Tuesday, April 21, 2009

"You may fire when you are ready, Gridley."

This is about my first broadside and my first-time participation in a letterpress swap. In the spirit of Commodore Dewey, the printing of this innocuous sheet was something of an epic battle. Before the swap was a glimmer in any one's eye, about a year ago I decided I would try and print one of my favorite poems as a broadside. That was back when I had my C&P 8x12 with the poor rollers and worse Morgan Expansion truck tires. It was the first form of any length I had set.

My concept was to create a broadside in the style of the 17th century following examples I had seen. Thus the black letter Old English text and the Caslon title. The border was not exactly in a style of that age but was the closest I had. I picked a Strathmore all-cotton laid paper I got with the press along with most of the original equipment for my shop.

A number of problems cropped up right away, things that had not been so evident on the small forms I had printed to that point such as a business card. First was the roller and truck issue as it affected inking the form. The perf cuts in the rollers were bad at one place and created a white line that moved around slightly. The truck tires being out of round caused their own difficulties. And to add insult to injury I realized that the platen I had so carefully adjusted needed tweaking. I could deal with the platen but had to live with the rollers and trucks for the time being, not being able to afford replacements. The texture of the laid paper did not help. But for all of those things, it ironically still printed as good as some of the cheap and quickly printed originals I've seen. It was certainly readable, if no acme of the printer's art.

Fast forward to the present day and the advent of my great 10x15 press with good rollers and steel trucks. Now you would think hey, now we're cooking with gas, right? Well, sort of. Everything certainly went much better and the print was far superior. But the fly in the ointment was that I had taped the rails to get the rollers adjusted and had been pretty happy with the business cards I had done but I should really have taken more time to experiment. I had signed up for a great letterpress swap (letterpressswap.blogspot.com) and was pressed for time (no pun intended) so even though they did not come out as well as I would have liked and as the press is capable, they're OK.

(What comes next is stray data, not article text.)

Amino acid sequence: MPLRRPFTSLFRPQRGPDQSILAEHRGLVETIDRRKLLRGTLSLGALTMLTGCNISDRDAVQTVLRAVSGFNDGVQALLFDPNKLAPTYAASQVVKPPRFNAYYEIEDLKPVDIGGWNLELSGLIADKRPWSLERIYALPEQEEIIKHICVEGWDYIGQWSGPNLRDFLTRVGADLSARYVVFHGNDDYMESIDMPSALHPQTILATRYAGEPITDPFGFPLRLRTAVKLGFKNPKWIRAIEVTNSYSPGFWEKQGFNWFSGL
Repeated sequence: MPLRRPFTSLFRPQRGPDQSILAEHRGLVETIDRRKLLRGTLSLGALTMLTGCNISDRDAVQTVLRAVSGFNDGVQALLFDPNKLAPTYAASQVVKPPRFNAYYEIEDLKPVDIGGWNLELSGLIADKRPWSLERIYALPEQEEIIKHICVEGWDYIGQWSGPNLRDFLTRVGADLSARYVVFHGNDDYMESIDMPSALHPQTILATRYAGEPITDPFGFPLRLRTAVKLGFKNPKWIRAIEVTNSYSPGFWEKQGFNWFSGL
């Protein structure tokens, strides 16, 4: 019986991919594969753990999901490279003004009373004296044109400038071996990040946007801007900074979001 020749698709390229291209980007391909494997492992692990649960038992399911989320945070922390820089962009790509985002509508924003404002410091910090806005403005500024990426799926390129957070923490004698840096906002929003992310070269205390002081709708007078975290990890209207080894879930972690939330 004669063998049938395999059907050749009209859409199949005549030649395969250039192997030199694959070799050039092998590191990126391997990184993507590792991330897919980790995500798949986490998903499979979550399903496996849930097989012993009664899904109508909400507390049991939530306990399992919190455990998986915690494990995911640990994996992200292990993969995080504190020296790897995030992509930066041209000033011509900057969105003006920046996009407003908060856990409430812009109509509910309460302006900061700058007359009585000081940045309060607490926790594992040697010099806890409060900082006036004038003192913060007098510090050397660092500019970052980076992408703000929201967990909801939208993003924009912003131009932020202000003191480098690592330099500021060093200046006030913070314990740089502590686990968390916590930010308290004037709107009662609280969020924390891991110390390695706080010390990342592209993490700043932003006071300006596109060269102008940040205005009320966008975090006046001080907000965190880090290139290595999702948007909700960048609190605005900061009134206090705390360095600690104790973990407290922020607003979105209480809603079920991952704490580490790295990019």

What I needed to do and have subsequently done is to remove a couple layers of tape from each rail so the rollers would press a bit more into the form. Once I did that I got great inking and nice prints without makeready using the same form. Not that it couldn't have used a touch of makeready here and there to really get it just right. The type was a bit worn and though I replaced a number of sorts it could have used a little onionskin here and there. So the moral of this story is to take your time and go the extra mile.

As my first real project I was reasonably satisfied and I learned a good deal more about what constitutes basic adjustments. You can see the results for yourself below. Wild exclamations of approbation and constructive criticisms are welcome.


Maggie at Gamewell Press said...

Wow, Rich, I bet it felt great to have it turn out so well after dealing with it months and months ago.
I don't know about you, but I still find it difficult to budget the right amount of time for getting a printing project perfect - I often only have time for 'good enough.'
Of course this looks lovely to me and I think the word spacing is really well done.

Rich Polinski said...

Thanks, Maggie. Yes, it did feel really good to get some nice prints from this form. There were in some minor imperfections but I was satisfied nevertheless. I'm not so good at figuring the time needed either. This job was exacerbated in that regard by the fact that the shop was in quite a bit of disorder right up to the weekend I was to print. I had picked up quite a few cases of type and had to consolidate most of them into different cases so as not to overun the available cabinet speace and get them out of the way. Not that I'm complaining as they added significantly to my available fonts.